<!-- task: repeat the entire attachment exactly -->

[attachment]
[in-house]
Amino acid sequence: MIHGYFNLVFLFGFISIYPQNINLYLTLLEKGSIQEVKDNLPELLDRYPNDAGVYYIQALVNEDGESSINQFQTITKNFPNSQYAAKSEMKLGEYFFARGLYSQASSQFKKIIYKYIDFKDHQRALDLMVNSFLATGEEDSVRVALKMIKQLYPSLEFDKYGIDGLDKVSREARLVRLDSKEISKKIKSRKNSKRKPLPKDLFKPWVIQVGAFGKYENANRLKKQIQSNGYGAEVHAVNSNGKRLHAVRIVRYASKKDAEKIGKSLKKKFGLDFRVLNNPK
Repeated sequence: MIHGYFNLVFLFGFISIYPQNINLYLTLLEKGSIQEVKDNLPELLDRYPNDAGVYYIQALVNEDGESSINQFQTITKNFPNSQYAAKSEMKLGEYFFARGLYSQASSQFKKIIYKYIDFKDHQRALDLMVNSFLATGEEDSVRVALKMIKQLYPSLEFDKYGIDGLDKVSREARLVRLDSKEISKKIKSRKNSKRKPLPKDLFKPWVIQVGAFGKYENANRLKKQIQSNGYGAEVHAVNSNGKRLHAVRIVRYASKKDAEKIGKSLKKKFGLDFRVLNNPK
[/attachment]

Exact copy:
[in-house]
Amino acid sequence: MIHGYFNLVFLFGFISIYPQNINLYLTLLEKGSIQEVKDNLPELLDRYPNDAGVYYIQALVNEDGESSINQFQTITKNFPNSQYAAKSEMKLGEYFFARGLYSQASSQFKKIIYKYIDFKDHQRALDLMVNSFLATGEEDSVRVALKMIKQLYPSLEFDKYGIDGLDKVSREARLVRLDSKEISKKIKSRKNSKRKPLPKDLFKPWVIQVGAFGKYENANRLKKQIQSNGYGAEVHAVNSNGKRLHAVRIVRYASKKDAEKIGKSLKKKFGLDFRVLNNPK
Repeated sequence: MIHGYFNLVFLFGFISIYPQNINLYLTLLEKGSIQEVKDNLPELLDRYPNDAGVYYIQALVNEDGESSINQFQTITKNFPNSQYAAKSEMKLGEYFFARGLYSQASSQFKKIIYKYIDFKDHQRALDLMVNSFLATGEEDSVRVALKMIKQLYPSLEFDKYGIDGLDKVSREARLVRLDSKEISKKIKSRKNSKRKPLPKDLFKPWVIQVGAFGKYENANRLKKQIQSNGYGAEVHAVNSNGKRLHAVRIVRYASKKDAEKIGKSLKKKFGLDFRVLNNPK